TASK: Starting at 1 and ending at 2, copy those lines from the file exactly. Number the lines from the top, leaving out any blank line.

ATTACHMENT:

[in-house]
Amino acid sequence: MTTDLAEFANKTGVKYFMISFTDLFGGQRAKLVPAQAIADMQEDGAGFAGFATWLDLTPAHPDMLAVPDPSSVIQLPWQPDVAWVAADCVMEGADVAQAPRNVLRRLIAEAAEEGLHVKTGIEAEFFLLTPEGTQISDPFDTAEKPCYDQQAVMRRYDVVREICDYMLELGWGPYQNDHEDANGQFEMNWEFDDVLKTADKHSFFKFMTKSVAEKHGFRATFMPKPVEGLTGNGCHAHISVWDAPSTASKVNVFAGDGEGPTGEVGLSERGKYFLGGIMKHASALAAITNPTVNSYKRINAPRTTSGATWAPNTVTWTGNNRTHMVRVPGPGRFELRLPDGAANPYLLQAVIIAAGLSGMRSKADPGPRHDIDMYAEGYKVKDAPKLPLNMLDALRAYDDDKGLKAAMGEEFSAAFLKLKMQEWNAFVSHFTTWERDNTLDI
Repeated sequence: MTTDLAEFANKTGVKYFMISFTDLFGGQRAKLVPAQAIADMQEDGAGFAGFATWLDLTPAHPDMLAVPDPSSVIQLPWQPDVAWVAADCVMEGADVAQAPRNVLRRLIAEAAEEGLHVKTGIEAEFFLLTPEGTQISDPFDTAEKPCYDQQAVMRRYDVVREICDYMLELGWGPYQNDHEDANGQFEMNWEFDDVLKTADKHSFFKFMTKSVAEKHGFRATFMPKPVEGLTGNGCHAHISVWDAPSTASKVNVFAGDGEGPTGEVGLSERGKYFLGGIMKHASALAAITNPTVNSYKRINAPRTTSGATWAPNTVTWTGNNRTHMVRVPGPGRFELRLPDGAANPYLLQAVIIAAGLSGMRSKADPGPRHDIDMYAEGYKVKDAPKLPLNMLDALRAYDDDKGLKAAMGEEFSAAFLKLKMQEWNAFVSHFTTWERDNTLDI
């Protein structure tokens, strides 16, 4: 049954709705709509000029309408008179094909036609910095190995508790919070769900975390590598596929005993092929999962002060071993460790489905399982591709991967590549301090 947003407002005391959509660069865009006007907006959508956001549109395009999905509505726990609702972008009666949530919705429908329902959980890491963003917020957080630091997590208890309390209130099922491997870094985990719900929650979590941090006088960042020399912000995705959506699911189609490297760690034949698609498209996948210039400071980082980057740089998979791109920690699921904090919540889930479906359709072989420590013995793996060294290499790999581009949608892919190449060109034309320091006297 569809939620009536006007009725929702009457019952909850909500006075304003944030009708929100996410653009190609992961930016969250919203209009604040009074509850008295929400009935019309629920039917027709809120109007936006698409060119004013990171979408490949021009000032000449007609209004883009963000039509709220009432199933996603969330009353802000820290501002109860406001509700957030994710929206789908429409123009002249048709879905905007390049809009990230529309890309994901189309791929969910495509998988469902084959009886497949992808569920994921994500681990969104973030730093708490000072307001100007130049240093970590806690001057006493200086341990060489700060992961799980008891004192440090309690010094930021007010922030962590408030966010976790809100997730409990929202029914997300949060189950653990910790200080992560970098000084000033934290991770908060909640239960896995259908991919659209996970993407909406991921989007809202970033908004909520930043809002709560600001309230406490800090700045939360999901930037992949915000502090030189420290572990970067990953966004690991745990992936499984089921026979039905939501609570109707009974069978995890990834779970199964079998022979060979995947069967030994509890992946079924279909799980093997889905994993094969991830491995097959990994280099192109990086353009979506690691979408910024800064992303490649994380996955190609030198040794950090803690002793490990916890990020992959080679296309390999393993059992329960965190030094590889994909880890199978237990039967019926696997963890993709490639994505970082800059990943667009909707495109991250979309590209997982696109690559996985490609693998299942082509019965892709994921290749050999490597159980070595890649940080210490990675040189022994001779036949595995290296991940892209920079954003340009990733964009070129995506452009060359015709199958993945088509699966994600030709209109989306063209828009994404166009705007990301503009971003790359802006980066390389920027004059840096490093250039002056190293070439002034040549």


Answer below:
[in-house]
Amino acid sequence: MTTDLAEFANKTGVKYFMISFTDLFGGQRAKLVPAQAIADMQEDGAGFAGFATWLDLTPAHPDMLAVPDPSSVIQLPWQPDVAWVAADCVMEGADVAQAPRNVLRRLIAEAAEEGLHVKTGIEAEFFLLTPEGTQISDPFDTAEKPCYDQQAVMRRYDVVREICDYMLELGWGPYQNDHEDANGQFEMNWEFDDVLKTADKHSFFKFMTKSVAEKHGFRATFMPKPVEGLTGNGCHAHISVWDAPSTASKVNVFAGDGEGPTGEVGLSERGKYFLGGIMKHASALAAITNPTVNSYKRINAPRTTSGATWAPNTVTWTGNNRTHMVRVPGPGRFELRLPDGAANPYLLQAVIIAAGLSGMRSKADPGPRHDIDMYAEGYKVKDAPKLPLNMLDALRAYDDDKGLKAAMGEEFSAAFLKLKMQEWNAFVSHFTTWERDNTLDI